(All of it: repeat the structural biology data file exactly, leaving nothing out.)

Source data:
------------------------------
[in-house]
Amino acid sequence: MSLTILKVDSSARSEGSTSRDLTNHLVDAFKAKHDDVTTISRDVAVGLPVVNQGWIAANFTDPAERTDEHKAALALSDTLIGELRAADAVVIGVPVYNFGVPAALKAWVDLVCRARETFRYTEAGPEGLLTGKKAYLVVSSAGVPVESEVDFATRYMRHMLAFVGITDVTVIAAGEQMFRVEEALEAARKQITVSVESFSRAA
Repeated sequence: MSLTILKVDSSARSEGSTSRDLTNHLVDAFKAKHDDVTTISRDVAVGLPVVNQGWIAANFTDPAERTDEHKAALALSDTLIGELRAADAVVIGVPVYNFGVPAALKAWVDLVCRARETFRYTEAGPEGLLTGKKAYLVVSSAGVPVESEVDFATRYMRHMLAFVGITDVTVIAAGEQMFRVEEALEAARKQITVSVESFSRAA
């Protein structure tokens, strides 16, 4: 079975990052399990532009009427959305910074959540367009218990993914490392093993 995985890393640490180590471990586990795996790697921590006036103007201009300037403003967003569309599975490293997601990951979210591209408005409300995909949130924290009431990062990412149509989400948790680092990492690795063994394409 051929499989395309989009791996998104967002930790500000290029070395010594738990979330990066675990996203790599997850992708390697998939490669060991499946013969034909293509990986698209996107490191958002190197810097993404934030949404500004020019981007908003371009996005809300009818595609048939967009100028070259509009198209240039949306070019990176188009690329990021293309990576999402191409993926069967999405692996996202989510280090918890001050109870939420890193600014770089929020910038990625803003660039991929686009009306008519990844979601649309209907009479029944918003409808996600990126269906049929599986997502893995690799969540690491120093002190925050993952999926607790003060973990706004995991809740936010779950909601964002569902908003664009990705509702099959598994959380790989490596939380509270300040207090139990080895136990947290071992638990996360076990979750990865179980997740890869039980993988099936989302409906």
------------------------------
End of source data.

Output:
[in-house]
Amino acid sequence: MSLTILKVDSSARSEGSTSRDLTNHLVDAFKAKHDDVTTISRDVAVGLPVVNQGWIAANFTDPAERTDEHKAALALSDTLIGELRAADAVVIGVPVYNFGVPAALKAWVDLVCRARETFRYTEAGPEGLLTGKKAYLVVSSAGVPVESEVDFATRYMRHMLAFVGITDVTVIAAGEQMFRVEEALEAARKQITVSVESFSRAA
Repeated sequence: MSLTILKVDSSARSEGSTSRDLTNHLVDAFKAKHDDVTTISRDVAVGLPVVNQGWIAANFTDPAERTDEHKAALALSDTLIGELRAADAVVIGVPVYNFGVPAALKAWVDLVCRARETFRYTEAGPEGLLTGKKAYLVVSSAGVPVESEVDFATRYMRHMLAFVGITDVTVIAAGEQMFRVEEALEAARKQITVSVESFSRAA
């Protein structure tokens, strides 16, 4: 079975990052399990532009009427959305910074959540367009218990993914490392093993 995985890393640490180590471990586990795996790697921590006036103007201009300037403003967003569309599975490293997601990951979210591209408005409300995909949130924290009431990062990412149509989400948790680092990492690795063994394409 051929499989395309989009791996998104967002930790500000290029070395010594738990979330990066675990996203790599997850992708390697998939490669060991499946013969034909293509990986698209996107490191958002190197810097993404934030949404500004020019981007908003371009996005809300009818595609048939967009100028070259509009198209240039949306070019990176188009690329990021293309990576999402191409993926069967999405692996996202989510280090918890001050109870939420890193600014770089929020910038990625803003660039991929686009009306008519990844979601649309209907009479029944918003409808996600990126269906049929599986997502893995690799969540690491120093002190925050993952999926607790003060973990706004995991809740936010779950909601964002569902908003664009990705509702099959598994959380790989490596939380509270300040207090139990080895136990947290071992638990996360076990979750990865179980997740890869039980993988099936989302409906």